Living where we live, wherever each of us lives, it can be difficult to consider how very differently parents in other parts of the world relate to their children.
You may be living somewhere that nurturing parenting is a foreign concept to anyone outside your family. You may be living somewhere that has a strong, supportive nurturing parenting group.
Looking around the globe, researchers have found that parenting styles vary – sometimes starkly – between geographic location, ethnicity, faith, and other cultural differences. Studies tend to agree on three main factors that define these differences in parenting style:
- Emotional warmth – how loving, warm, and affectionate parents are toward children;
- Autonomy – how much children are given a sense of control over their lives;
- Structure – how much children’s lives are predictable and organized.
These factors combined have significant influence on child development, including parent-child secure attachment; in other words, the psychological connectedness felt by the child toward the parent, which is then applied to every relationship in that child’s life including in his or her adulthood.
Being able to relate in a healthy, positive way with another human – as the result of secure attachment – is obviously an important piece to that child’s lifelong well-being.
So how does a secure parent-child attachment happen? It comes down to the primary caregiver’s sensitivity to her baby/child’s desire for physical and emotional closeness and comfort particularly when baby/child is angry, sad, scared, or otherwise distressed.
How this happens in the (typically) mother-child relationship between birth and age 3 years is foundational, although ideally this sensitive responsiveness would continue through the child’s entire development.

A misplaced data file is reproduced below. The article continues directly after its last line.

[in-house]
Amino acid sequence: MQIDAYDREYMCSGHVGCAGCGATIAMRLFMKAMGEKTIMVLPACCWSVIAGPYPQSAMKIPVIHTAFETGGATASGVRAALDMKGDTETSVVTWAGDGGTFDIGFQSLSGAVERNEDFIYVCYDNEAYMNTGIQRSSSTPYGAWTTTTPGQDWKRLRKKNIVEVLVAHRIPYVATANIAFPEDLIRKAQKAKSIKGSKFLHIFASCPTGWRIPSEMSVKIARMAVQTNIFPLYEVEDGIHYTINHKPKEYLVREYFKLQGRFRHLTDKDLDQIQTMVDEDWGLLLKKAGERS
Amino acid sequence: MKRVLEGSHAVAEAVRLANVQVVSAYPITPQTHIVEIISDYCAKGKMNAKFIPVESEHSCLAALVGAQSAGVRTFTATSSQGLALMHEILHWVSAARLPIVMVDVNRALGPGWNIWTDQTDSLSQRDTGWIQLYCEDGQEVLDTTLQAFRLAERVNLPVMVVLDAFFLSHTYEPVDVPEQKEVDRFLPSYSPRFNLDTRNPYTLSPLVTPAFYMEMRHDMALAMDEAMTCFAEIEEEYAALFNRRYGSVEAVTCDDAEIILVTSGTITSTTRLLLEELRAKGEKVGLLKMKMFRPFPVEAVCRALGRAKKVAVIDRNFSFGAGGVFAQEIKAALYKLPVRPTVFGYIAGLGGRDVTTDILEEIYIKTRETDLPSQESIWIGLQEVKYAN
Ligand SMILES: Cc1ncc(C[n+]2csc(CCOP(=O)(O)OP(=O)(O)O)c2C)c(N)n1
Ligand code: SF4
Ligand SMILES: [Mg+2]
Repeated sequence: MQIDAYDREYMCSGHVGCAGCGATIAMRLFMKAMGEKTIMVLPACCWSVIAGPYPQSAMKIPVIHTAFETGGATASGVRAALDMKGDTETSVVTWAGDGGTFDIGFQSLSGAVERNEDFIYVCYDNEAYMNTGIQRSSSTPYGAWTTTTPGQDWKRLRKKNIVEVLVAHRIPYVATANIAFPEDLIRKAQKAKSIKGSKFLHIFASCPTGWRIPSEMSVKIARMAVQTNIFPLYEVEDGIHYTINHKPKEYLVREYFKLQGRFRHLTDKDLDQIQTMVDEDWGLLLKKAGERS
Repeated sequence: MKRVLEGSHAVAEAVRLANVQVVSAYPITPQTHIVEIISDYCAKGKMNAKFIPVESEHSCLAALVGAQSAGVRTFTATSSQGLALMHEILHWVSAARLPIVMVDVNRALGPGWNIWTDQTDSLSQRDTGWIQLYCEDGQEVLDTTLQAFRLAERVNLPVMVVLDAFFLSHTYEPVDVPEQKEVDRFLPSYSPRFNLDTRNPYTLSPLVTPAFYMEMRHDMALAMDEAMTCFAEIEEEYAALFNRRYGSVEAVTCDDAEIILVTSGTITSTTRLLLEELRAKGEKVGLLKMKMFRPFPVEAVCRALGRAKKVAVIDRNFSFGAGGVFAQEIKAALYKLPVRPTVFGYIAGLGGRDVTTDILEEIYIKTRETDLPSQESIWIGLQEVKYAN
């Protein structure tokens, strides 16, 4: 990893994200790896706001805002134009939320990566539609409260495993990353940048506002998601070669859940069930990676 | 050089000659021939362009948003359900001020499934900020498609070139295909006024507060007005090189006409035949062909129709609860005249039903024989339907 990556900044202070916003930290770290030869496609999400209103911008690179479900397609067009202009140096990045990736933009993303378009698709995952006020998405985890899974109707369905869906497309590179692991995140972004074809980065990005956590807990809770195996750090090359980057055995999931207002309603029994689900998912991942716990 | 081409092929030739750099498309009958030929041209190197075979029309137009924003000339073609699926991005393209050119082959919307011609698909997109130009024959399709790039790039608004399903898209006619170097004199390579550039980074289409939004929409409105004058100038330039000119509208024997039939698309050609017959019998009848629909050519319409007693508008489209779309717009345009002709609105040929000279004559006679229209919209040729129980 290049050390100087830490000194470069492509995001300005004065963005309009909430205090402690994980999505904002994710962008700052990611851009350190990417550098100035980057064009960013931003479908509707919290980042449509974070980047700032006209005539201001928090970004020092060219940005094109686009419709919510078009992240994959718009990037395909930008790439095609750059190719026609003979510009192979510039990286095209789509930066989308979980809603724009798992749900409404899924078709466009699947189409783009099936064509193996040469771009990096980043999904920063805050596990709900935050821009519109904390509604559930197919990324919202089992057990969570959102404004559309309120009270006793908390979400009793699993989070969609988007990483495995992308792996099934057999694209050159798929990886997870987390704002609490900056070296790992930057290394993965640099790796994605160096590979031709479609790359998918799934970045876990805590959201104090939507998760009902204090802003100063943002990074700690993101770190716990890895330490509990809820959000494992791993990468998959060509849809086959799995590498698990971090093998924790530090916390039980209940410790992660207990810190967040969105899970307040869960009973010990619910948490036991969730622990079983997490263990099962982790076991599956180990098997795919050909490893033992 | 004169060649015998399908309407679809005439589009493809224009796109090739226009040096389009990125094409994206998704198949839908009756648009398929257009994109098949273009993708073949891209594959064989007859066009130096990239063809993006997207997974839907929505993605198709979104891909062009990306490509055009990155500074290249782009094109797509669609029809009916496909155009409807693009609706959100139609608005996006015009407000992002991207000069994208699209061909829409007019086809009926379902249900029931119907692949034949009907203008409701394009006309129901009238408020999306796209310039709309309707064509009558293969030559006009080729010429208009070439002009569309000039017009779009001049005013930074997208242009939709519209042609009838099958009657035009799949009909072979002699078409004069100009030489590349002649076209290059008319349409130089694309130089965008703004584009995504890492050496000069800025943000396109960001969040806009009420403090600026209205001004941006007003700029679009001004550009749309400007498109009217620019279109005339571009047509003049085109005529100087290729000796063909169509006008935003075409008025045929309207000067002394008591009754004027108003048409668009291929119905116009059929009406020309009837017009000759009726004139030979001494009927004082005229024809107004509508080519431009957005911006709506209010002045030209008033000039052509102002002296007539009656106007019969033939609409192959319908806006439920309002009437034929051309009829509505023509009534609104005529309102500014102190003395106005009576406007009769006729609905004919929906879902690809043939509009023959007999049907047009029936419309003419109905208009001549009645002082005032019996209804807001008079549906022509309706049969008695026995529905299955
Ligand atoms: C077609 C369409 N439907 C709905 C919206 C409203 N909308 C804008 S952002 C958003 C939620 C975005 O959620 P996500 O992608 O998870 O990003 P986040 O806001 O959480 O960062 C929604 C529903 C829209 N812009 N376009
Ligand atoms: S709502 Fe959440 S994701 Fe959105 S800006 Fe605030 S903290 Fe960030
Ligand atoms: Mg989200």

This way of relating to our babies and children may be very different than the mainstream parenting culture where you live. It does require a shift in thinking away from the past few generations of advice that derived from the counter-biological idea that parents shouldn’t develop healthy emotional bonds with their children.
If we look at parenting during the Nazi regime in Germany, we see how this “anti-attachment” style of parenting influenced a nation into embracing the Holocaust. A similar trend was started in the United States in the 1920s.
The research that established the importance of a secure parent-child attachment began in the 1940s, but it wasn’t until the development of brain-imaging technology in the late 1990s that science was able to reinforce the validity of nurturing parenting.
The invention of the Internet has expanded the reach of science-based, nurturing parenting education and support. However, while the latest trends spread like wildfire, ideas that challenge the status quo – despite those ideas being rooted firmly in research – can take longer to catch hold. Parenting is such a highly personal decision, often embedded with generations of influence.
Part of the difficulty of encouraging more parents to incorporate nurturing back into their parenting style is that many Westernized cultures also extol the thought that the outcome of child-raising is pinned squarely, and almost exclusively, on the mother.
While the mother tends to be the parent with whom a baby/child bases his/her formation of relationship-building skills (secure or insecure attachment), unequivocally the more secure attachments a child develops, the better.